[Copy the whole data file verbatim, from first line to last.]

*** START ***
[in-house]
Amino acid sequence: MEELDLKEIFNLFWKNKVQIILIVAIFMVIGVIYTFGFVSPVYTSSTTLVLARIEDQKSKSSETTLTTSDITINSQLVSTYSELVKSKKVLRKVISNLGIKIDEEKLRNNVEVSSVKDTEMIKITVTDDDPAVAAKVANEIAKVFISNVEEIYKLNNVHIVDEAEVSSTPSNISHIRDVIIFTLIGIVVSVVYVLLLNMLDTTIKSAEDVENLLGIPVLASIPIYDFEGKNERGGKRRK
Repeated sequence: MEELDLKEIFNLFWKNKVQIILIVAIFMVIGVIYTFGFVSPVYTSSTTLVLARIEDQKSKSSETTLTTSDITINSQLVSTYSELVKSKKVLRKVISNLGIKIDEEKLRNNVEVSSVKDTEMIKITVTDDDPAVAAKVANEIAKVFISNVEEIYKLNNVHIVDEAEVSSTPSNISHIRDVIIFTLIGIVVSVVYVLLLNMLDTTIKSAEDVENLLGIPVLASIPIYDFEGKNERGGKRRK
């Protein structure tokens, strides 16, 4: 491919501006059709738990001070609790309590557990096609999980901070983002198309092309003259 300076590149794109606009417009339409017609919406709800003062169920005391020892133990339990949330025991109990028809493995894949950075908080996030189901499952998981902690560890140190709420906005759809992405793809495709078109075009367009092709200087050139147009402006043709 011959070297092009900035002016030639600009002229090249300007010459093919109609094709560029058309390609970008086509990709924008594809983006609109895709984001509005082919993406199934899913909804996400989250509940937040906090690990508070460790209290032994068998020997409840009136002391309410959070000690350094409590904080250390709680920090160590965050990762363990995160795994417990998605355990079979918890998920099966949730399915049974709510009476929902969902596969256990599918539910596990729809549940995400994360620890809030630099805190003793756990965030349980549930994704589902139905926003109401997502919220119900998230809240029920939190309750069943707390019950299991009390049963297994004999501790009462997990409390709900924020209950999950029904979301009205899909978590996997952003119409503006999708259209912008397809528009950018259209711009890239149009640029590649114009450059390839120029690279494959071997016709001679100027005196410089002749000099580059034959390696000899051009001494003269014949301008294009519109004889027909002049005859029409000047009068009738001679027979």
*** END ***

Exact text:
[in-house]
Amino acid sequence: MEELDLKEIFNLFWKNKVQIILIVAIFMVIGVIYTFGFVSPVYTSSTTLVLARIEDQKSKSSETTLTTSDITINSQLVSTYSELVKSKKVLRKVISNLGIKIDEEKLRNNVEVSSVKDTEMIKITVTDDDPAVAAKVANEIAKVFISNVEEIYKLNNVHIVDEAEVSSTPSNISHIRDVIIFTLIGIVVSVVYVLLLNMLDTTIKSAEDVENLLGIPVLASIPIYDFEGKNERGGKRRK
Repeated sequence: MEELDLKEIFNLFWKNKVQIILIVAIFMVIGVIYTFGFVSPVYTSSTTLVLARIEDQKSKSSETTLTTSDITINSQLVSTYSELVKSKKVLRKVISNLGIKIDEEKLRNNVEVSSVKDTEMIKITVTDDDPAVAAKVANEIAKVFISNVEEIYKLNNVHIVDEAEVSSTPSNISHIRDVIIFTLIGIVVSVVYVLLLNMLDTTIKSAEDVENLLGIPVLASIPIYDFEGKNERGGKRRK
């Protein structure tokens, strides 16, 4: 491919501006059709738990001070609790309590557990096609999980901070983002198309092309003259 300076590149794109606009417009339409017609919406709800003062169920005391020892133990339990949330025991109990028809493995894949950075908080996030189901499952998981902690560890140190709420906005759809992405793809495709078109075009367009092709200087050139147009402006043709 011959070297092009900035002016030639600009002229090249300007010459093919109609094709560029058309390609970008086509990709924008594809983006609109895709984001509005082919993406199934899913909804996400989250509940937040906090690990508070460790209290032994068998020997409840009136002391309410959070000690350094409590904080250390709680920090160590965050990762363990995160795994417990998605355990079979918890998920099966949730399915049974709510009476929902969902596969256990599918539910596990729809549940995400994360620890809030630099805190003793756990965030349980549930994704589902139905926003109401997502919220119900998230809240029920939190309750069943707390019950299991009390049963297994004999501790009462997990409390709900924020209950999950029904979301009205899909978590996997952003119409503006999708259209912008397809528009950018259209711009890239149009640029590649114009450059390839120029690279494959071997016709001679100027005196410089002749000099580059034959390696000899051009001494003269014949301008294009519109004889027909002049005859029409000047009068009738001679027979």